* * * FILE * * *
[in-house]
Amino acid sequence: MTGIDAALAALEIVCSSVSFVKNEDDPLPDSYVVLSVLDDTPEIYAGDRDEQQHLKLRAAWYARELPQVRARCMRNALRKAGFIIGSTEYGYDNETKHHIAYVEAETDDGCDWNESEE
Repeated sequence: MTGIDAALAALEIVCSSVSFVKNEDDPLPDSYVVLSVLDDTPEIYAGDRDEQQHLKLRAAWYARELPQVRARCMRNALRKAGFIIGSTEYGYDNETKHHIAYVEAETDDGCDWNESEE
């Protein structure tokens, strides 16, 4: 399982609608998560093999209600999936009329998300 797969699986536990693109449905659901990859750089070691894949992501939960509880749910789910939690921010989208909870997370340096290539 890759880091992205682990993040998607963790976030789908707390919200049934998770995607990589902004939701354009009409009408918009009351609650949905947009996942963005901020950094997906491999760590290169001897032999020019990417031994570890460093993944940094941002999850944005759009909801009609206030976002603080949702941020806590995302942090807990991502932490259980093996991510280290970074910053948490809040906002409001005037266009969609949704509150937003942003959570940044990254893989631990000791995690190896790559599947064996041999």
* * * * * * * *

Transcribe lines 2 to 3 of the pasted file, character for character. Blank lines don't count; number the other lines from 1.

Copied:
Amino acid sequence: MTGIDAALAALEIVCSSVSFVKNEDDPLPDSYVVLSVLDDTPEIYAGDRDEQQHLKLRAAWYARELPQVRARCMRNALRKAGFIIGSTEYGYDNETKHHIAYVEAETDDGCDWNESEE
Repeated sequence: MTGIDAALAALEIVCSSVSFVKNEDDPLPDSYVVLSVLDDTPEIYAGDRDEQQHLKLRAAWYARELPQVRARCMRNALRKAGFIIGSTEYGYDNETKHHIAYVEAETDDGCDWNESEE